Margery belongs to the generation “that were going to change the world”. Back in the 60’s, as the first students of an independent Kenya they felt that they had a responsibility to those that followed. “We were not having political leaders coming to tell us who to elect… we were looking at what the government needed to be told.” As the first of 10 girls from her district to attend university Margery led the way for women, and she has dedicated her career to ensure that girls after her have received a quality education.
Two of a handful of markers that defined Margery from her childhood were her mixed background (her father was Kikuyu and her mother was part Masai ) and her father’s influence. Margery attributes both her schooling and her self confidence to her father. She describes him as “very democratic and liberated for his time. He was a great believer in education and a believer in girls”.
After her undergraduate degree at the University of Nairobi Margery won a scholarship from the Rockefeller Foundation to attend UCLA, she was the only woman in Kenya selected. However it was once she returned to Kenya that she found her life’s work.
As a child in Masai land Margery had watched as her “fantastic” headmistress battled for the first two weeks every term as she gathered up girl students from around the district. These were girls who had been given to husbands or who had undergone circumcision ceremonies during the holidays. Margery says “I didn’t really understand it at the time…all I understood was that I had classmates who had a hard time coming to school.” This situation continued to bother her and when she returned to Kenya she saw that the same problems remained. “I decided, now I am old enough I am going to do something about this…I can’t just complain”.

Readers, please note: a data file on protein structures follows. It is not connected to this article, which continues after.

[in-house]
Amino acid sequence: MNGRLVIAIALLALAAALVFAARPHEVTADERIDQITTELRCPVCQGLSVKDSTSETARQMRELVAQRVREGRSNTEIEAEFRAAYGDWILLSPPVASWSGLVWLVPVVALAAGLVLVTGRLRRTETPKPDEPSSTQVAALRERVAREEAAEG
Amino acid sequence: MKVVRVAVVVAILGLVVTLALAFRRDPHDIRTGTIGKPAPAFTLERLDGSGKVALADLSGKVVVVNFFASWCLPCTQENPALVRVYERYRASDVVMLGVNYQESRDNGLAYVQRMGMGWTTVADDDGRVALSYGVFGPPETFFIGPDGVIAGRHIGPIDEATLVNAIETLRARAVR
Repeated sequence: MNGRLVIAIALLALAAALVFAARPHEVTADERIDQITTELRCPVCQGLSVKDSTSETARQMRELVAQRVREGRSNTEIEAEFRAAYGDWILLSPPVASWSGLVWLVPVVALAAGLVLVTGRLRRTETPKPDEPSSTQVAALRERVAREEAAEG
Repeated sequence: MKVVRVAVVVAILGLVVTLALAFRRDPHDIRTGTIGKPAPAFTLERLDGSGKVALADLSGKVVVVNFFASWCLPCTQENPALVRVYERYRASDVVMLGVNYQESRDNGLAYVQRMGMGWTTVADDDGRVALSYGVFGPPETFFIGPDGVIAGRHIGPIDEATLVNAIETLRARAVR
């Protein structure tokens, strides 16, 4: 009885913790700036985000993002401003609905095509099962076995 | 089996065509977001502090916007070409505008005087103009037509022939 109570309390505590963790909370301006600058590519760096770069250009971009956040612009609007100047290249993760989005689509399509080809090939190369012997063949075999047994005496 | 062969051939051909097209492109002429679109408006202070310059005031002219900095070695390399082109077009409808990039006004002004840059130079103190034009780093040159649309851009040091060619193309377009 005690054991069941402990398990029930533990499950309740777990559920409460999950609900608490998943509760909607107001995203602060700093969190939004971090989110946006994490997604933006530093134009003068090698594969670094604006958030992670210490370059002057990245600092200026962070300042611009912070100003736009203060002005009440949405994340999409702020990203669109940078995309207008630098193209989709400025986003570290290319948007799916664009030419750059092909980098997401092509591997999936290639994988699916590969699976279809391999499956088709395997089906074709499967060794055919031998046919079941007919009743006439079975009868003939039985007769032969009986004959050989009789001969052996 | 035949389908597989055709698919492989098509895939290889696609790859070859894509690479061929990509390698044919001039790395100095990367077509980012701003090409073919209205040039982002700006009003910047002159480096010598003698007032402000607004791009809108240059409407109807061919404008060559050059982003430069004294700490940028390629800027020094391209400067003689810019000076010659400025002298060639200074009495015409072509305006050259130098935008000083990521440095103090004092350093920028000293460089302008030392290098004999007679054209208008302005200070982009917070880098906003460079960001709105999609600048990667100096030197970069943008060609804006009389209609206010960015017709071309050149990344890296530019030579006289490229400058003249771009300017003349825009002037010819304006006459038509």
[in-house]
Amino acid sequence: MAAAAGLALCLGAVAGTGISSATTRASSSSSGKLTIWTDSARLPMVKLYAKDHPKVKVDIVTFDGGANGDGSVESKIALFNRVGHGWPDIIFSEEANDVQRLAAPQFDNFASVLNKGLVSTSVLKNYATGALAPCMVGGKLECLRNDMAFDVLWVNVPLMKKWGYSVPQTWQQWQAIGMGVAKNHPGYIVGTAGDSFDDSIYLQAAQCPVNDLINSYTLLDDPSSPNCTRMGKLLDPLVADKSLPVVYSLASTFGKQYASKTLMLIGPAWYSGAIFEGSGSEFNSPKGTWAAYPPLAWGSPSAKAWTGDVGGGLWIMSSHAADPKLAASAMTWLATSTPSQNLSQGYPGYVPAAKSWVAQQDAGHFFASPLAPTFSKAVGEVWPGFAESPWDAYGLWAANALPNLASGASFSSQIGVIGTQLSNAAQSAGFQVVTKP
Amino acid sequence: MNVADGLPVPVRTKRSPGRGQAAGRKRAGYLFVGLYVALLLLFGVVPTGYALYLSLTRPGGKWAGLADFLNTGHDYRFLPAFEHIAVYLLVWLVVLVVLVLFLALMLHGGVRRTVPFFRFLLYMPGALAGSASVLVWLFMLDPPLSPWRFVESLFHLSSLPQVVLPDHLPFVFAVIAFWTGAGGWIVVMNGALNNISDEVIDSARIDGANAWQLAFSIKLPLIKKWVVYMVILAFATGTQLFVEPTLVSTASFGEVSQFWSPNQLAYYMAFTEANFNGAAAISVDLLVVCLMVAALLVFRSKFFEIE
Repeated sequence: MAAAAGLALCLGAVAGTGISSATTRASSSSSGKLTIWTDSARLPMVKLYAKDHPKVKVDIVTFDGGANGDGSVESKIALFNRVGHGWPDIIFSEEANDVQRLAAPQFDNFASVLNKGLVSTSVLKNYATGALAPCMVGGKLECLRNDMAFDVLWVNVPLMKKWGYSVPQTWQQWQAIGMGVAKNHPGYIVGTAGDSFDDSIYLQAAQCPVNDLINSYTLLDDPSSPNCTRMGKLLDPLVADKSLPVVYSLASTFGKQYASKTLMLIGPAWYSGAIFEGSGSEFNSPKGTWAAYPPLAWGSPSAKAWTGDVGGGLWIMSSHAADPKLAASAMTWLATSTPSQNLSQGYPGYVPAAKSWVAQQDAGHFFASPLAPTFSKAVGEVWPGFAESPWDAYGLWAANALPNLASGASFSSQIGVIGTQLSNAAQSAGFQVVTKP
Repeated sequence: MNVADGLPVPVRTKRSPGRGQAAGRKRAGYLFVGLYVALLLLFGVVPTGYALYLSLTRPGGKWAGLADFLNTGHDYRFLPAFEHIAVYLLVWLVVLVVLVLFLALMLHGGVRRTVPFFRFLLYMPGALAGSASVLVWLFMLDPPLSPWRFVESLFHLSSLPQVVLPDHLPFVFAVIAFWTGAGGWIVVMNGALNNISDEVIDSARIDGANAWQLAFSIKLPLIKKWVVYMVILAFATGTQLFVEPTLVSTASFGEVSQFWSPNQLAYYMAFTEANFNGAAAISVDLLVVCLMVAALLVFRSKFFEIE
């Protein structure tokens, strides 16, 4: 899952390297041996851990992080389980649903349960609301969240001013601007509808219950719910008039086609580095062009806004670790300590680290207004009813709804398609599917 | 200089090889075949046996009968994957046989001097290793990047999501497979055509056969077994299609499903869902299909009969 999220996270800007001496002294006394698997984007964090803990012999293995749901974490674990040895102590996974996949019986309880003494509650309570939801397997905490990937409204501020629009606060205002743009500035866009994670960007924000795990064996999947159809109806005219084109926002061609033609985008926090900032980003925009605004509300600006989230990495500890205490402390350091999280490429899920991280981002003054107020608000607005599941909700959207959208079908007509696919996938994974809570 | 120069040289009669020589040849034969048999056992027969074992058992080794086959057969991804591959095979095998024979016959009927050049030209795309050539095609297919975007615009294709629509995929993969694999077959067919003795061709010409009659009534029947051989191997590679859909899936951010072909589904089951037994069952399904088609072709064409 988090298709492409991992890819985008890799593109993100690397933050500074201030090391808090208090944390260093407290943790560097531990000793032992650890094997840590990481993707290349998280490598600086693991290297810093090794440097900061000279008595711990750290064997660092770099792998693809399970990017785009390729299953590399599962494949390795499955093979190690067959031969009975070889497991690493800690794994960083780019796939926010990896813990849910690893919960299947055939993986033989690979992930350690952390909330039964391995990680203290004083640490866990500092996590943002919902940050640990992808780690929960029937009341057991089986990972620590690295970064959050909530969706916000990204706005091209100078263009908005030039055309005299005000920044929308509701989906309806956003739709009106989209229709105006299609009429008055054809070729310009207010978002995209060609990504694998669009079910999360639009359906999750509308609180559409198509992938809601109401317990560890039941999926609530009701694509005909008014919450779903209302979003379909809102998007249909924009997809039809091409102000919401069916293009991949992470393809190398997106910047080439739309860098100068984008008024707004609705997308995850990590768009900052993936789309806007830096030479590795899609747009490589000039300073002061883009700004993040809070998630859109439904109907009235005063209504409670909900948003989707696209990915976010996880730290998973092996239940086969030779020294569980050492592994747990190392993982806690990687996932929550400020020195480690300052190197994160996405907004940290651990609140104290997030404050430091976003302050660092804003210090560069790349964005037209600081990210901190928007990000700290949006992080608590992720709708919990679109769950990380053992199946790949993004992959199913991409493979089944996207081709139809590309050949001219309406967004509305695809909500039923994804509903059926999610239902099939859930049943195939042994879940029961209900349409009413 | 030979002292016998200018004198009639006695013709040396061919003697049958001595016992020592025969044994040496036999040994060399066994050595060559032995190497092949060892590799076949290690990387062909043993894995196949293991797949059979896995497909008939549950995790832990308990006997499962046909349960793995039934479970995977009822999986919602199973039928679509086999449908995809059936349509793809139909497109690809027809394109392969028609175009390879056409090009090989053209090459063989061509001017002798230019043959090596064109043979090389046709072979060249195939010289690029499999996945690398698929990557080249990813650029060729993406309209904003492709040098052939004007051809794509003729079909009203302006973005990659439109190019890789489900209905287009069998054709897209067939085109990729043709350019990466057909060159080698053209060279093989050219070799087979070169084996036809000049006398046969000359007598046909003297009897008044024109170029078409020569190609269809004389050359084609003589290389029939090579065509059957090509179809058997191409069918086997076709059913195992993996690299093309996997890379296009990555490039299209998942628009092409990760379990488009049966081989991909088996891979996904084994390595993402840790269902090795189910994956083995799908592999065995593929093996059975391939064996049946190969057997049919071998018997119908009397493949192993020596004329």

Margery began by looking at the existing cultural practices of the Masai, for traditions that could support their project. This was because “for a long time …we were in that mode of criticising…. At some point I figured…this isn’t working.” The result was a system which enabled her organisation Christian Children’s Fund to “book” girls for Primary school at a young age, some even at birth. This system bound the parents to their agreement and guaranteed that their daughters would not be married until they received their education. The school has now graduated 1000 girls and no father has withdrawn a single daughter from the institution.
As her work attests, Margery believes fundamentally in the power of educating girls. “It’s not a cliche” she says “if you educate a mother you educate three generations” and jokes that now, with one generation through school “our work is done”. Despite her words and now retired, Margery clearly is not done. She has just published a book Celebrating Friendship Among Women focusing on true connections between women. The sudden death of her husband drew so much support from the women around her that she wanted to explore the issue. She is also planning to embark on a new education project with a former teacher of hers.
A positive supporter of women of all ages, Margery has boldly shaped Nairobi and Kenya for far more than 3 generations to come.